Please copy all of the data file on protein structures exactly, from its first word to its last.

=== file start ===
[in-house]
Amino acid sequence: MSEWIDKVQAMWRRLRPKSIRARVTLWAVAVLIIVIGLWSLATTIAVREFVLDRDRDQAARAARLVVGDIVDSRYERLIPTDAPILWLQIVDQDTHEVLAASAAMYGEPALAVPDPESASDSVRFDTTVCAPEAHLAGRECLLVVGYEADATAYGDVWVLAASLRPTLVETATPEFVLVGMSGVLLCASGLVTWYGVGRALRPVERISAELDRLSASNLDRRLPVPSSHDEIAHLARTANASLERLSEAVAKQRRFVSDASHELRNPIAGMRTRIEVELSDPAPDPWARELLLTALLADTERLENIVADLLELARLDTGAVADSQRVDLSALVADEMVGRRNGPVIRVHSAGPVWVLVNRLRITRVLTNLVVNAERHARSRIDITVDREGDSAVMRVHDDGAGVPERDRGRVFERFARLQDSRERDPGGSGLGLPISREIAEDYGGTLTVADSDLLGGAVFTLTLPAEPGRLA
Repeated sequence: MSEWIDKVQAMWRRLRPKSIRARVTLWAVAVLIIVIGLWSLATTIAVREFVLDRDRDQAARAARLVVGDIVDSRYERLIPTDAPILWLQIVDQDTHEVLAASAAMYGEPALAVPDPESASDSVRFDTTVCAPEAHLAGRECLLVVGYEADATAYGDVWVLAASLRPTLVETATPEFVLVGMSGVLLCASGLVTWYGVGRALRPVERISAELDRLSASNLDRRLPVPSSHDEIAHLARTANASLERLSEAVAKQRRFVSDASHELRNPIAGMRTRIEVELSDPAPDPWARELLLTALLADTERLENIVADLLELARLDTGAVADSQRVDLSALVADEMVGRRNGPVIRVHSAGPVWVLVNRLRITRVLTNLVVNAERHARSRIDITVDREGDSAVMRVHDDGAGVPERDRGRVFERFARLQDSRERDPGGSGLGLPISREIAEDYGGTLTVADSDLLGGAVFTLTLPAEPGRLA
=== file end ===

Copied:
[in-house]
Amino acid sequence: MSEWIDKVQAMWRRLRPKSIRARVTLWAVAVLIIVIGLWSLATTIAVREFVLDRDRDQAARAARLVVGDIVDSRYERLIPTDAPILWLQIVDQDTHEVLAASAAMYGEPALAVPDPESASDSVRFDTTVCAPEAHLAGRECLLVVGYEADATAYGDVWVLAASLRPTLVETATPEFVLVGMSGVLLCASGLVTWYGVGRALRPVERISAELDRLSASNLDRRLPVPSSHDEIAHLARTANASLERLSEAVAKQRRFVSDASHELRNPIAGMRTRIEVELSDPAPDPWARELLLTALLADTERLENIVADLLELARLDTGAVADSQRVDLSALVADEMVGRRNGPVIRVHSAGPVWVLVNRLRITRVLTNLVVNAERHARSRIDITVDREGDSAVMRVHDDGAGVPERDRGRVFERFARLQDSRERDPGGSGLGLPISREIAEDYGGTLTVADSDLLGGAVFTLTLPAEPGRLA
Repeated sequence: MSEWIDKVQAMWRRLRPKSIRARVTLWAVAVLIIVIGLWSLATTIAVREFVLDRDRDQAARAARLVVGDIVDSRYERLIPTDAPILWLQIVDQDTHEVLAASAAMYGEPALAVPDPESASDSVRFDTTVCAPEAHLAGRECLLVVGYEADATAYGDVWVLAASLRPTLVETATPEFVLVGMSGVLLCASGLVTWYGVGRALRPVERISAELDRLSASNLDRRLPVPSSHDEIAHLARTANASLERLSEAVAKQRRFVSDASHELRNPIAGMRTRIEVELSDPAPDPWARELLLTALLADTERLENIVADLLELARLDTGAVADSQRVDLSALVADEMVGRRNGPVIRVHSAGPVWVLVNRLRITRVLTNLVVNAERHARSRIDITVDREGDSAVMRVHDDGAGVPERDRGRVFERFARLQDSRERDPGGSGLGLPISREIAEDYGGTLTVADSDLLGGAVFTLTLPAEPGRLA